Earlier this week, I touched on where the Green Bay Packers devastating loss to the Seattle Seahawks last Sunday would rank among the annals of heartbreak in NFL conference championship game history. I put a couple other candidates out there, but wanted to give this subject more exhaustive treatment. What follows is a list of the nine most devastating losses in conference championship game history.
I’m going to begin by clarifying one important ground rule. Here at TheSportsNotebook, our extensive museum of sports history articles honors the five-year waiting period observed by Hall of Fames before writing about a team or event. In that way, the legacy can take fuller shape. I decided to adopt that same rule here, meaning our cutoff point is after the 2009 season.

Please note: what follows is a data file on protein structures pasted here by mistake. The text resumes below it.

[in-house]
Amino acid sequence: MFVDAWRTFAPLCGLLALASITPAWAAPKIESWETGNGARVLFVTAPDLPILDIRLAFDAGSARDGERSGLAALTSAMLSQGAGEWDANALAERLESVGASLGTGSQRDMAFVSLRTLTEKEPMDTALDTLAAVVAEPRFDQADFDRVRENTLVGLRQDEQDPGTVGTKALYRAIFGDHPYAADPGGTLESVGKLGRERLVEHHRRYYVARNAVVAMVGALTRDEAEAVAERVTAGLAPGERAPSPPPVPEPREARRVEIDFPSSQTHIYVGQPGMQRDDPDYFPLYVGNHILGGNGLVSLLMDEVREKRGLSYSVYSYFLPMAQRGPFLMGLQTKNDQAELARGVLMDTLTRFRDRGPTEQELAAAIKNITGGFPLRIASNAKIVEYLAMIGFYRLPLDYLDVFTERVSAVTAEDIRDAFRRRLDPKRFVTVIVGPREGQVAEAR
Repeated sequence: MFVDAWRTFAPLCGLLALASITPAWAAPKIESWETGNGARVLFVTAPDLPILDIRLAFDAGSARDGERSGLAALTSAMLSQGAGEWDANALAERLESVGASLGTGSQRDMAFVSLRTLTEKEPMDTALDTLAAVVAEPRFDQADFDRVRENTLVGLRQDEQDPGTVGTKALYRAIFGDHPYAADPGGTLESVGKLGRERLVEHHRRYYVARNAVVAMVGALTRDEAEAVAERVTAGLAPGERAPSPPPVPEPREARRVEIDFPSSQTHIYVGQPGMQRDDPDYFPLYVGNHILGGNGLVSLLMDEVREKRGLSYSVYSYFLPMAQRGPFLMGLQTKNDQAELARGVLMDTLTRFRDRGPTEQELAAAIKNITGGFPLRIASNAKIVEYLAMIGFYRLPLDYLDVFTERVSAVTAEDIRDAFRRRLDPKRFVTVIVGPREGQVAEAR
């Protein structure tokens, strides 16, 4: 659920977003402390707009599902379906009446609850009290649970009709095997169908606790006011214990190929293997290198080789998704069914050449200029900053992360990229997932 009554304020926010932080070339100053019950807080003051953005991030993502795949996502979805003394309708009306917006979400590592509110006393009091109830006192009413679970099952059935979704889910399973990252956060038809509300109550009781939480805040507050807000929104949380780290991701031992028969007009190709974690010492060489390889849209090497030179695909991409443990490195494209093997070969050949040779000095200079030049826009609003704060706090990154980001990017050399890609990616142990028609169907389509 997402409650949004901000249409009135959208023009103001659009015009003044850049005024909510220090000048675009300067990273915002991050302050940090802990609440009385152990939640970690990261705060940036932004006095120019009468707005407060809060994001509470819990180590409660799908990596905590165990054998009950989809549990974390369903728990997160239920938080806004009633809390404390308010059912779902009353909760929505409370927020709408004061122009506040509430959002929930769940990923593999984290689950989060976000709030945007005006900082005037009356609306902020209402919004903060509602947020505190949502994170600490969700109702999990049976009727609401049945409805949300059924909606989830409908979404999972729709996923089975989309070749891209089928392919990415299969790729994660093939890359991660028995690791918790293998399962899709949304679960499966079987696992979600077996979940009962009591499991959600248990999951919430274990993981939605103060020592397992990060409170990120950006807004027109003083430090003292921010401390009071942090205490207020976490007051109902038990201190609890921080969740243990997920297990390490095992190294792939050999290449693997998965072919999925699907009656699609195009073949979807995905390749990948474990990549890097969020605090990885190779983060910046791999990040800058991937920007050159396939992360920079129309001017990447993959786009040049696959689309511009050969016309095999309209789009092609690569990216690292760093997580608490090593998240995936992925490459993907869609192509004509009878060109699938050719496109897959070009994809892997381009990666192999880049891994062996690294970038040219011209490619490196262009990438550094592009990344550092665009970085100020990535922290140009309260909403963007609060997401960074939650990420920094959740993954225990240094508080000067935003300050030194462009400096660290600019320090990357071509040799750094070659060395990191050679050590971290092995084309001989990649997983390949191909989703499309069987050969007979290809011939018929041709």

The reason for this is that I realized one of the difficulties in ranking the Packers’ loss is that we don’t know what its ultimate legacy will be. If the team never wins another Super Bowl with Aaron Rodgers, this loss will sting that much more.
On the other hand, what if Green Bay comes back next year and goes on a redemptive run, a la the San Antonio Spurs in last year’s NBA playoffs? Then the pain of this year’s loss is mitigated,at least
By allowing the five-year window, we can rank teams whose legacies are mostly developed and you can start speculating on where Green Bay’s defeat—along with a few others that we’ll touch on below from recent seasons—will fit in this list. But for now, here is The Notebook Nine, the nine worst losses in a conference championship game.
1998 Minnesota Vikings: This was a juggernaut of a team. They were 15-1 and blowing people out in the process. Minnesota led the NFC Championship Game against the Atlanta Falcons 27-20 in the fourth quarter and trotted out reliable Gary Anderson for a field goal that would ice it. Anderson, obviously kicking indoors in perfect conditions, missed a makeable kick. Atlanta drives it down, ties the game and wins in overtime.